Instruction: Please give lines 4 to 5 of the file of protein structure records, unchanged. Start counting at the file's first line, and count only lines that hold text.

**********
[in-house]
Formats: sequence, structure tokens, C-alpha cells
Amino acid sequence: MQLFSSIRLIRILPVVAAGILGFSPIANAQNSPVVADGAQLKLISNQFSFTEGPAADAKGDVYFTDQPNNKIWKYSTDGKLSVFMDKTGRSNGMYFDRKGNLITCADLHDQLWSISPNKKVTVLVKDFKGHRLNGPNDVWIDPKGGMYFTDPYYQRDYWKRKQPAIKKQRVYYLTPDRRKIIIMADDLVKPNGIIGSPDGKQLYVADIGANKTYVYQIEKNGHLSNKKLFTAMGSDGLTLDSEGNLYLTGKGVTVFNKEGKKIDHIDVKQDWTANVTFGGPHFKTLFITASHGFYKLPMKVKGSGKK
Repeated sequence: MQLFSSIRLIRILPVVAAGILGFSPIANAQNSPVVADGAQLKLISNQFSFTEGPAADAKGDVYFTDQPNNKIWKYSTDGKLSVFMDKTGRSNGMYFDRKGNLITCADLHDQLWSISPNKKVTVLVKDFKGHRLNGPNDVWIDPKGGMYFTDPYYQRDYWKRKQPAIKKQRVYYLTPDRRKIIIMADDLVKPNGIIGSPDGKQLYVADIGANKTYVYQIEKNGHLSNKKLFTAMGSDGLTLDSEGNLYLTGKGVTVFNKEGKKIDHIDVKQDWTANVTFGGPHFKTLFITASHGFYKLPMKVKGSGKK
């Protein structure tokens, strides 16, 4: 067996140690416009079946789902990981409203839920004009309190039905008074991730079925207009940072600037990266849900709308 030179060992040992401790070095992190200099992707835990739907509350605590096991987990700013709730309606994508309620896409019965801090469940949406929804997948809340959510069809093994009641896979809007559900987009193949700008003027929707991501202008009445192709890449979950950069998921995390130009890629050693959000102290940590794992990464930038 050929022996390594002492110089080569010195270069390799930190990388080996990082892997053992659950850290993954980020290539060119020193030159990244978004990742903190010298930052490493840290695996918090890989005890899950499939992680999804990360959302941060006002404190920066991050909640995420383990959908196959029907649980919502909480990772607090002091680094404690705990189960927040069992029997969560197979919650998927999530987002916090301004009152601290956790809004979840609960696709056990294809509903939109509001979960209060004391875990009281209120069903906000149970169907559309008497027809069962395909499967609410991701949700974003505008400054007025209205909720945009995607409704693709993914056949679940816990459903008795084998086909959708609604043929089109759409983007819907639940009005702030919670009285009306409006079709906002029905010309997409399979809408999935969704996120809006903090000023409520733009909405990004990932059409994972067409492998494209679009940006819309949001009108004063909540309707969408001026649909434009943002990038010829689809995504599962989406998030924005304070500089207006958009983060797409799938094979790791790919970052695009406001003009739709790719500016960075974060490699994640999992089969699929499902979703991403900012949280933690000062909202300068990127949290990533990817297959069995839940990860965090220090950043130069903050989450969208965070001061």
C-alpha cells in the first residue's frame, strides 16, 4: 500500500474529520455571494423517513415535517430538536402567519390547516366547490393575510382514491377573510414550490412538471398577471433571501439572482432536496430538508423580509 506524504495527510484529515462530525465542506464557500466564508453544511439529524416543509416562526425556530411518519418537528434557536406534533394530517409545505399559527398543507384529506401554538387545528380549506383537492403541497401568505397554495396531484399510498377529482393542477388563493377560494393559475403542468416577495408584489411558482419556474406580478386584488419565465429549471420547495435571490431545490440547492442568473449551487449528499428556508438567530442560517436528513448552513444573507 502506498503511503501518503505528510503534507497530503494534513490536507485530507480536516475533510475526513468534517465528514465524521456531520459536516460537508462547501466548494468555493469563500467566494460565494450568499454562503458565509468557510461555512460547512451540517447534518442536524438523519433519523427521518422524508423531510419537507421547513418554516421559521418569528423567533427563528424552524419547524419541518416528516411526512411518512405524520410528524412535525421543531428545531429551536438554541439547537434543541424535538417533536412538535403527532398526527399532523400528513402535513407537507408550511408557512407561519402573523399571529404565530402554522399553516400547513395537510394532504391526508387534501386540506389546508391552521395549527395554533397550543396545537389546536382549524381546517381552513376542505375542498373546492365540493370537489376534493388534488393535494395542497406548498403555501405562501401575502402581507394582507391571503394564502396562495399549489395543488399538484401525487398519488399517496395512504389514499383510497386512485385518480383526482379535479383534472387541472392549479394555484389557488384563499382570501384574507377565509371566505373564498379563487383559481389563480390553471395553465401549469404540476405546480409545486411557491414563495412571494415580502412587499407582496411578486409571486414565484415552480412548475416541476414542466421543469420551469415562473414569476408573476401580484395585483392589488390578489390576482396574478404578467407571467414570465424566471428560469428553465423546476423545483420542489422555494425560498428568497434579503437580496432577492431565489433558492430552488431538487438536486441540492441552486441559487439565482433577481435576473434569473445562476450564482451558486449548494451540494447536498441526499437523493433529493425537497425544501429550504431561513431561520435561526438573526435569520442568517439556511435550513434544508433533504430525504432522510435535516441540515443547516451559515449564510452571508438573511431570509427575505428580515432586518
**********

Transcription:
Repeated sequence: MQLFSSIRLIRILPVVAAGILGFSPIANAQNSPVVADGAQLKLISNQFSFTEGPAADAKGDVYFTDQPNNKIWKYSTDGKLSVFMDKTGRSNGMYFDRKGNLITCADLHDQLWSISPNKKVTVLVKDFKGHRLNGPNDVWIDPKGGMYFTDPYYQRDYWKRKQPAIKKQRVYYLTPDRRKIIIMADDLVKPNGIIGSPDGKQLYVADIGANKTYVYQIEKNGHLSNKKLFTAMGSDGLTLDSEGNLYLTGKGVTVFNKEGKKIDHIDVKQDWTANVTFGGPHFKTLFITASHGFYKLPMKVKGSGKK
């Protein structure tokens, strides 16, 4: 067996140690416009079946789902990981409203839920004009309190039905008074991730079925207009940072600037990266849900709308 030179060992040992401790070095992190200099992707835990739907509350605590096991987990700013709730309606994508309620896409019965801090469940949406929804997948809340959510069809093994009641896979809007559900987009193949700008003027929707991501202008009445192709890449979950950069998921995390130009890629050693959000102290940590794992990464930038 050929022996390594002492110089080569010195270069390799930190990388080996990082892997053992659950850290993954980020290539060119020193030159990244978004990742903190010298930052490493840290695996918090890989005890899950499939992680999804990360959302941060006002404190920066991050909640995420383990959908196959029907649980919502909480990772607090002091680094404690705990189960927040069992029997969560197979919650998927999530987002916090301004009152601290956790809004979840609960696709056990294809509903939109509001979960209060004391875990009281209120069903906000149970169907559309008497027809069962395909499967609410991701949700974003505008400054007025209205909720945009995607409704693709993914056949679940816990459903008795084998086909959708609604043929089109759409983007819907639940009005702030919670009285009306409006079709906002029905010309997409399979809408999935969704996120809006903090000023409520733009909405990004990932059409994972067409492998494209679009940006819309949001009108004063909540309707969408001026649909434009943002990038010829689809995504599962989406998030924005304070500089207006958009983060797409799938094979790791790919970052695009406001003009739709790719500016960075974060490699994640999992089969699929499902979703991403900012949280933690000062909202300068990127949290990533990817297959069995839940990860965090220090950043130069903050989450969208965070001061």